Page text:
There are two certainties in life: death and taxes.But for most of us, there’s often another certainty: debt! Whether you have a mortgage, a credit card, a car loan, or a line of credit, debt is typically part of our financial mix
We get questions all the time about what happens when you die? Can you pass on debt? Who pays for your debt if you pass away? How does your executor or family deal with it when you’re gone.
Whether you’re wondering what happens to your own debt if you pass away or if you’re a beneficiary of someone who has debt, here’s everything you need to know about debts and estate planning.
What Happens If You Die With Debt?
We hate to be the bearer of bad news, but unfortunately, your debts don’t just disappear when you pass away.
When you die, your executor will take care of paying off your debts as part of the estate administration process. They will create an inventory of your assets, and an inventory of your debts/liabilities (loans, credit card balances, unpaid bills at time of death, taxes owing, etc.) and they will take care of paying off debts and closing accounts at that time.
There are few exceptions where your debt isn’t added to your estate:
- If you have jointly-held debts, they transfer to a surviving person (for example you have a car loan with your spouse - when you pass away, your spouse becomes the sole person on that loan)
- Typically the mortgage stays with the house. For example, Jane owns a home, and in her will she has left everything to her sister Sarah when she passes away. The home is valued at $500,000, and it has a mortgage of $200,000 remaining. When Jane passes away, Sarah can either elect to assume ownership of the house (and the mortgage would now be in her name), or she can elect to sell the home, pay off the mortgage, and keep the proceeds. The executor has the authority to sell or pass on an asset based on the circumstances, so they can work with a beneficiary to decide the best course of action
If the total value of debts and gifts exceeds the total value of the estate, the executor may not be able to satisfy all gifts as outlined in the will. In that case, the process of “abatement” takes place. In order to satisfy all debts, the value of gifts to beneficiaries may be reduced. To illustrate, here’s an example.
- Jason’s estate is valued at $400,000, and his debts (a mortgage, a car loan, and some credit cards) total $250,000. Jason has left $100,000 to each of his two siblings ($200,000 total), and the rest of his assets will go to his favourite charity. The total of the debt and those cash gifts totals $450,000, which is more than the value of the estate. In this case, his debts would be paid in full, and the remaining cash would be split 50/50 between Jason’s two siblings - they would receive $75,000 each, instead of the $100,000 he outlined in his will. Since there are no remaining assets, his favourite charity would not receive anything.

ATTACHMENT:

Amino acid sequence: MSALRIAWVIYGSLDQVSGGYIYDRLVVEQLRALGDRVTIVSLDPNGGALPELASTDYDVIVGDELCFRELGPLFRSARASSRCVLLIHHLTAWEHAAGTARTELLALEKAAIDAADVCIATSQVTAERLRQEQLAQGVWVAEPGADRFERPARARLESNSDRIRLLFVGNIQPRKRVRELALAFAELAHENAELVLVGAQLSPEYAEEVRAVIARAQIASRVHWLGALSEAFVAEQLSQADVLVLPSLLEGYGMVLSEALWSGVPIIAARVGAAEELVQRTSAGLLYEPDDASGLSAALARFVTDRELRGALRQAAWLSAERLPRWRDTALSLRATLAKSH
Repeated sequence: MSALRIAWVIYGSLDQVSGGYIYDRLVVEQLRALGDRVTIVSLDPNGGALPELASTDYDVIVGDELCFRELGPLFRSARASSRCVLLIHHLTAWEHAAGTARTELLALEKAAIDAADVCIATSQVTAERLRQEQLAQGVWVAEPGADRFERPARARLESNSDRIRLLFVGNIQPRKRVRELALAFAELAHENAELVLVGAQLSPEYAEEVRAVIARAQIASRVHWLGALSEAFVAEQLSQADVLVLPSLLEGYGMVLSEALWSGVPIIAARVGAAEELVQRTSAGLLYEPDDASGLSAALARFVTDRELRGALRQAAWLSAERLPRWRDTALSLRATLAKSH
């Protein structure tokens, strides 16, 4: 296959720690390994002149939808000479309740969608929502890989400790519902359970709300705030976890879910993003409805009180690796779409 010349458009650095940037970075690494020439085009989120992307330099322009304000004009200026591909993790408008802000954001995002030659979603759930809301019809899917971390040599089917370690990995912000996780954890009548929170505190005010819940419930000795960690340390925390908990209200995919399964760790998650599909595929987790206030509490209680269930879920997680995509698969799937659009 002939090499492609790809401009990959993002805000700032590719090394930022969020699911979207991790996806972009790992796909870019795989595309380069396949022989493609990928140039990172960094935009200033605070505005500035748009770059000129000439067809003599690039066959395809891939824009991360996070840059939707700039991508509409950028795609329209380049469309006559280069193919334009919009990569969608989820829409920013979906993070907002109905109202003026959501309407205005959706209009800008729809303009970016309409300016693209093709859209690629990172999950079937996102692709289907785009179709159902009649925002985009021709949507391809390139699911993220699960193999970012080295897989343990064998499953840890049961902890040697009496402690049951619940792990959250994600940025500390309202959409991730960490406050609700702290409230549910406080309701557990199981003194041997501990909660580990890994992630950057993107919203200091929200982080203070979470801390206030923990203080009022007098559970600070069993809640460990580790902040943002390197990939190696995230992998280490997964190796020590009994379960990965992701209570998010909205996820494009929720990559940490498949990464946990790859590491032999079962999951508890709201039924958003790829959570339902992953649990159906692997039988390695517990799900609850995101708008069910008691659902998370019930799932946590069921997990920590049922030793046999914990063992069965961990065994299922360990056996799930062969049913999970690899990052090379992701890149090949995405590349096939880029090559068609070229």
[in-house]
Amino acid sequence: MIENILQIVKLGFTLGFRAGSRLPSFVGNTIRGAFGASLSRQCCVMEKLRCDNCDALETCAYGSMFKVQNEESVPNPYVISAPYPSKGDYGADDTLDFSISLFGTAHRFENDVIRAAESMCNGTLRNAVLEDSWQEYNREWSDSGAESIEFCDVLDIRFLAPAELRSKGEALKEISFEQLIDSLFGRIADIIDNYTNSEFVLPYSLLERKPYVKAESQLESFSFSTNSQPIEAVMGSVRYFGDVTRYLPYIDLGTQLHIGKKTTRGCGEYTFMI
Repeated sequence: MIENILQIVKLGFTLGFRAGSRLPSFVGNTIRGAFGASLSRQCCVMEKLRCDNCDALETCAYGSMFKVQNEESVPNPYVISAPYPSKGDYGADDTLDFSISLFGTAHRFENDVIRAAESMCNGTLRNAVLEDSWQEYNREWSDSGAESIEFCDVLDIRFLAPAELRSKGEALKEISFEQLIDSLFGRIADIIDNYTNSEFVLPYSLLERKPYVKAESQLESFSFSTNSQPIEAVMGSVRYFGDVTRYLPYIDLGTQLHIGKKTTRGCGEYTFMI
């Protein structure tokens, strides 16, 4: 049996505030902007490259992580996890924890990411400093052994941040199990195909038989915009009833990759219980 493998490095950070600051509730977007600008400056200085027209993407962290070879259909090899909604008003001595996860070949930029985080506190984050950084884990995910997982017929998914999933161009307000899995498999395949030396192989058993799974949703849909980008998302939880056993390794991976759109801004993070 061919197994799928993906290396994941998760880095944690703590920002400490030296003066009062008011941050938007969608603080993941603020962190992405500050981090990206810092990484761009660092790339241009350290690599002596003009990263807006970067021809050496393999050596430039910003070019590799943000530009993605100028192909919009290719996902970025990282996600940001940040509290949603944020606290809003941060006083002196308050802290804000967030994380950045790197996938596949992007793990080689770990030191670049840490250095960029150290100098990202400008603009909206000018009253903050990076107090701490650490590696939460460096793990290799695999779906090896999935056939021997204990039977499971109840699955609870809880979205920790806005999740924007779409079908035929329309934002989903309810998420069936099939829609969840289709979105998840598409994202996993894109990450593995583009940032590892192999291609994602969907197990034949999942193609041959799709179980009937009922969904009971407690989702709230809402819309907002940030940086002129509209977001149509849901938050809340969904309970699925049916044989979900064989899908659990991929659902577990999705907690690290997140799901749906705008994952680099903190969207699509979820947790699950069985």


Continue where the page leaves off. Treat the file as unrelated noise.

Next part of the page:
Do I Need A Will If I Have Debt?
“I don’t want to leave my debt to my family so I’m just not going to make a will.” We hear this all the time. It’s a common misconception that you should only make a will if you have lots of monetary assets. This is not true.
While a will helps distribute your assets when you pass away, it also provides instructions for other end-of-life wishes. In your will you will:
- Appoint an executor - the person who will wrap up your estate. If you don’t do this, the courts will have to appoint someone for you
- Assign a guardian for any minor children or pets - otherwise the courts will appoint one for you. Often this could not be the person you would have chosen yourself.
- Outline your funeral/burial wishes
- Pass on any heirlooms, sentimental items, or personal belongings to family or friends
Even if you don’t think your estate will have a lot of monetary value when you pass away, it’s still important to create a will. Think of your will like a blueprint for your family. Not only will it reduce the time your family has to spend wrapping up your estate, and it saves them from having any unanswered questions about your wishes.
Can My Beneficiaries Inherit My Debt?
We also often hear from individuals that they do not want a will, as they fear it means that they will pass their debt off to their beneficiaries. The good news is, that’s not quite how it works!